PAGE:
[Best_Wordpress_Gallery id=”2″ gal_title=”White Balance Landscape Photography”]
Why is white balance important to landscape photographers?
How many times has someone looked at your landscape photograph and said “oh, those colours are beautiful?” It is probably the most common compliment I receive about my own photographs. Non-photographers especially seem to appreciate colour much more than other factors such as composition.
Shooting in good light is of course the first step in capturing a landscape photograph with beautiful colours. However, in order to develop and maintain those colours during post-processing, you have to give careful consideration to white balance.
One of the key advantages of shooting in RAW mode is the ability to manually choose white balance. The white balance you choose determines the colours in your image. Think of it as the foundation of all your colour work that follows – saturation, hue etc.
My own experience as a landscape photographer has taught me that, during the golden hour and onwards into dusk, the camera’s automatic white balance struggles to find a usable white balance. It often leaves the image with a very strong colour cast, typically cool in tone.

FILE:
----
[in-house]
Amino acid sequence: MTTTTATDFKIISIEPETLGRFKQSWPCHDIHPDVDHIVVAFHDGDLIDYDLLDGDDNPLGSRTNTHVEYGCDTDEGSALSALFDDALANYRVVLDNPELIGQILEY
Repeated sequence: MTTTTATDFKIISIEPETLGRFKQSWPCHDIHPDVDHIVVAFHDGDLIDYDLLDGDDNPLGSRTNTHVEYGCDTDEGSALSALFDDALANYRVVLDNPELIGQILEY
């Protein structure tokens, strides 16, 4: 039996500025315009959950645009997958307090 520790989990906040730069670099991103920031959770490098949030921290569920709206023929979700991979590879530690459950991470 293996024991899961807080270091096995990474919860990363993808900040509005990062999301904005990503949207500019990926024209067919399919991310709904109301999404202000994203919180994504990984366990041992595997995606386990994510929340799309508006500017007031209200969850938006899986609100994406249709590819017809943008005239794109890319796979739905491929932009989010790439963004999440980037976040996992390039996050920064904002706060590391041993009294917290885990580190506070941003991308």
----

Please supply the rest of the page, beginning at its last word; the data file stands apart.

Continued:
How much can white balance change a landscape photograph?
In the gallery above you can see a landscape photograph I captured at Dunsererick Harbour, Northern Ireland. I have converted the RAW file several times, altering only the white balance. The best way to show the difference in white balance is to show you visually.
You can see that the ‘as shot’ white balance, which is what the camera automatically determined, contains a lot of magenta and doesn’t feel like the sunset I was fortunate enough to enjoy.
Next is the ‘auto’ setting. Note that this is the automatic setting in Lightroom, not the ‘as shot’ value which was determined automatically by the camera. This makes the situation even worse and moves the colours further away from what I remember the scene looking like.
One might assume that by choosing a white balance setting which matched the weather conditions prevalent in the photograph, the correct result would be obtained. Whilst the ‘cloudy’ setting is closer to reality is still isn’t quite warm enough.
I have found that in most circumstances, taking a custom white balance from a white breaking wave produces a very good result. I use this technique in many of my landscape photographs. If that fails then taking a reading from a grey cloud also works well. However, in this case I feel the best result was obtained from the wave.
In conclusion, don’t feel tied down to choosing a white balance preset for your landscape photographs. Take the time to experiment and build that strong colour foundation that your work deserves!